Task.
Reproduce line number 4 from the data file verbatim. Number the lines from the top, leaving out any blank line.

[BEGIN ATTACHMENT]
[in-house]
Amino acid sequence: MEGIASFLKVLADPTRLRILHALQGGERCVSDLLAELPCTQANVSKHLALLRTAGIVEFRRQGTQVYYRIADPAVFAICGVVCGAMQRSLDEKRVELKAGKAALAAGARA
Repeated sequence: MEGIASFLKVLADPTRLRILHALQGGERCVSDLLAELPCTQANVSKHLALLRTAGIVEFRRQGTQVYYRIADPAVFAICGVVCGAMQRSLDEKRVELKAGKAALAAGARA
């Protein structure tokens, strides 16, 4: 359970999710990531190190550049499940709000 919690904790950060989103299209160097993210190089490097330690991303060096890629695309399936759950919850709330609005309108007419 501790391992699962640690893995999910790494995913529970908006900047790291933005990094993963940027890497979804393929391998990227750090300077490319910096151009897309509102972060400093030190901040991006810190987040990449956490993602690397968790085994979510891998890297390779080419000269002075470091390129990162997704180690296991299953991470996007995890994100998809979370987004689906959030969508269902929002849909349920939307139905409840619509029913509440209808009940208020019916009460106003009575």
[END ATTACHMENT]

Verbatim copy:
């Protein structure tokens, strides 16, 4: 359970999710990531190190550049499940709000 919690904790950060989103299209160097993210190089490097330690991303060096890629695309399936759950919850709330609005309108007419 501790391992699962640690893995999910790494995913529970908006900047790291933005990094993963940027890497979804393929391998990227750090300077490319910096151009897309509102972060400093030190901040991006810190987040990449956490993602690397968790085994979510891998890297390779080419000269002075470091390129990162997704180690296991299953991470996007995890994100998809979370987004689906959030969508269902929002849909349920939307139905409840619509029913509440209808009940208020019916009460106003009575």